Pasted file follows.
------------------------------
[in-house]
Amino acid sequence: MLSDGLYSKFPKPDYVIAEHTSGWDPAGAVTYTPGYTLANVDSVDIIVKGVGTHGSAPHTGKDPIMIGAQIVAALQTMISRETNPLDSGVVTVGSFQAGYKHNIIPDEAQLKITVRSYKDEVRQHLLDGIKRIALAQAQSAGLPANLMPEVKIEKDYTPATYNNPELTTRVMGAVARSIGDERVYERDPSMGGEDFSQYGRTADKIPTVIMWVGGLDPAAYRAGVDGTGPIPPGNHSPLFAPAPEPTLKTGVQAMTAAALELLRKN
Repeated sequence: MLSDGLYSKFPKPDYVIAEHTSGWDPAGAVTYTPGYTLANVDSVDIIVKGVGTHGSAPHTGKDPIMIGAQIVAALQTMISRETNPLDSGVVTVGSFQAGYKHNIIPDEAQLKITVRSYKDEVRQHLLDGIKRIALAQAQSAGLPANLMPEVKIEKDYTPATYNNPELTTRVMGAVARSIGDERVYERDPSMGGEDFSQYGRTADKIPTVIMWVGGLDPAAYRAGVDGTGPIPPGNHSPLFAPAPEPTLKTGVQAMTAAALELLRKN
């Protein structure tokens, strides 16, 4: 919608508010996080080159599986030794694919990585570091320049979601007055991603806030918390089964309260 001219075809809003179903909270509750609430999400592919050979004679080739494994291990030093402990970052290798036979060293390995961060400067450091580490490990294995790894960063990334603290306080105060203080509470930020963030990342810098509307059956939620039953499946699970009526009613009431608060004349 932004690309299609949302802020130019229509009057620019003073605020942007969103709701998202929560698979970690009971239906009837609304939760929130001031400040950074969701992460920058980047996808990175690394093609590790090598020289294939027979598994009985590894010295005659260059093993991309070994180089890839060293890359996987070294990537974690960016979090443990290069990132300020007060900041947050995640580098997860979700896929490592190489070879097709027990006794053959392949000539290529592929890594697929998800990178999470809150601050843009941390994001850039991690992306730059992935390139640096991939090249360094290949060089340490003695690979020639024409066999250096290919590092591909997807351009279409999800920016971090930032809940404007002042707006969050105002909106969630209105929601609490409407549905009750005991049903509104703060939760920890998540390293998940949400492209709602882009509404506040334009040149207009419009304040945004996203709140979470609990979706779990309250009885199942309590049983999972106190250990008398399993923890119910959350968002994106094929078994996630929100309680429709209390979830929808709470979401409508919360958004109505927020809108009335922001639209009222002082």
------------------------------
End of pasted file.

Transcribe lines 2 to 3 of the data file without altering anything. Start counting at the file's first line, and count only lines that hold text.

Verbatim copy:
Amino acid sequence: MLSDGLYSKFPKPDYVIAEHTSGWDPAGAVTYTPGYTLANVDSVDIIVKGVGTHGSAPHTGKDPIMIGAQIVAALQTMISRETNPLDSGVVTVGSFQAGYKHNIIPDEAQLKITVRSYKDEVRQHLLDGIKRIALAQAQSAGLPANLMPEVKIEKDYTPATYNNPELTTRVMGAVARSIGDERVYERDPSMGGEDFSQYGRTADKIPTVIMWVGGLDPAAYRAGVDGTGPIPPGNHSPLFAPAPEPTLKTGVQAMTAAALELLRKN
Repeated sequence: MLSDGLYSKFPKPDYVIAEHTSGWDPAGAVTYTPGYTLANVDSVDIIVKGVGTHGSAPHTGKDPIMIGAQIVAALQTMISRETNPLDSGVVTVGSFQAGYKHNIIPDEAQLKITVRSYKDEVRQHLLDGIKRIALAQAQSAGLPANLMPEVKIEKDYTPATYNNPELTTRVMGAVARSIGDERVYERDPSMGGEDFSQYGRTADKIPTVIMWVGGLDPAAYRAGVDGTGPIPPGNHSPLFAPAPEPTLKTGVQAMTAAALELLRKN